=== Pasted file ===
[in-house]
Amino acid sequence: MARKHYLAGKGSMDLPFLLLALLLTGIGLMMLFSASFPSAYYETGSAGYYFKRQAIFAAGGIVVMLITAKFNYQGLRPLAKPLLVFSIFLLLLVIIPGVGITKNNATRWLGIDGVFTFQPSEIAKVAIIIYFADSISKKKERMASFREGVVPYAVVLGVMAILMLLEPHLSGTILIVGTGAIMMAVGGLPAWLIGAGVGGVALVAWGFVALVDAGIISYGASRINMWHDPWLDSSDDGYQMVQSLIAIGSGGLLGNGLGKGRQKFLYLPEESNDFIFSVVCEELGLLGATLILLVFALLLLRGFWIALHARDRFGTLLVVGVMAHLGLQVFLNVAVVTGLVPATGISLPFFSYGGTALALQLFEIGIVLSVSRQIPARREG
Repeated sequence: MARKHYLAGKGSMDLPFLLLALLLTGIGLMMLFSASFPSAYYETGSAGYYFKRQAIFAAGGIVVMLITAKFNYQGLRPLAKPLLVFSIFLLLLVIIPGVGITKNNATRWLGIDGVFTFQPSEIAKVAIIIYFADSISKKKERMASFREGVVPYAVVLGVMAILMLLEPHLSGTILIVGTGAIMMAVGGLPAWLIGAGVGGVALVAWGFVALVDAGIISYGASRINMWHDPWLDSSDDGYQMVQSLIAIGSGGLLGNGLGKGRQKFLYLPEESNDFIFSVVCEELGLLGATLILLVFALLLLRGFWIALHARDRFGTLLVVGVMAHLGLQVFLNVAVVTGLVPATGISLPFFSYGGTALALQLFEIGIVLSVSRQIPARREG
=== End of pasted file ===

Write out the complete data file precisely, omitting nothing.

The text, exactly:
[in-house]
Amino acid sequence: MARKHYLAGKGSMDLPFLLLALLLTGIGLMMLFSASFPSAYYETGSAGYYFKRQAIFAAGGIVVMLITAKFNYQGLRPLAKPLLVFSIFLLLLVIIPGVGITKNNATRWLGIDGVFTFQPSEIAKVAIIIYFADSISKKKERMASFREGVVPYAVVLGVMAILMLLEPHLSGTILIVGTGAIMMAVGGLPAWLIGAGVGGVALVAWGFVALVDAGIISYGASRINMWHDPWLDSSDDGYQMVQSLIAIGSGGLLGNGLGKGRQKFLYLPEESNDFIFSVVCEELGLLGATLILLVFALLLLRGFWIALHARDRFGTLLVVGVMAHLGLQVFLNVAVVTGLVPATGISLPFFSYGGTALALQLFEIGIVLSVSRQIPARREG
Repeated sequence: MARKHYLAGKGSMDLPFLLLALLLTGIGLMMLFSASFPSAYYETGSAGYYFKRQAIFAAGGIVVMLITAKFNYQGLRPLAKPLLVFSIFLLLLVIIPGVGITKNNATRWLGIDGVFTFQPSEIAKVAIIIYFADSISKKKERMASFREGVVPYAVVLGVMAILMLLEPHLSGTILIVGTGAIMMAVGGLPAWLIGAGVGGVALVAWGFVALVDAGIISYGASRINMWHDPWLDSSDDGYQMVQSLIAIGSGGLLGNGLGKGRQKFLYLPEESNDFIFSVVCEELGLLGATLILLVFALLLLRGFWIALHARDRFGTLLVVGVMAHLGLQVFLNVAVVTGLVPATGISLPFFSYGGTALALQLFEIGIVLSVSRQIPARREG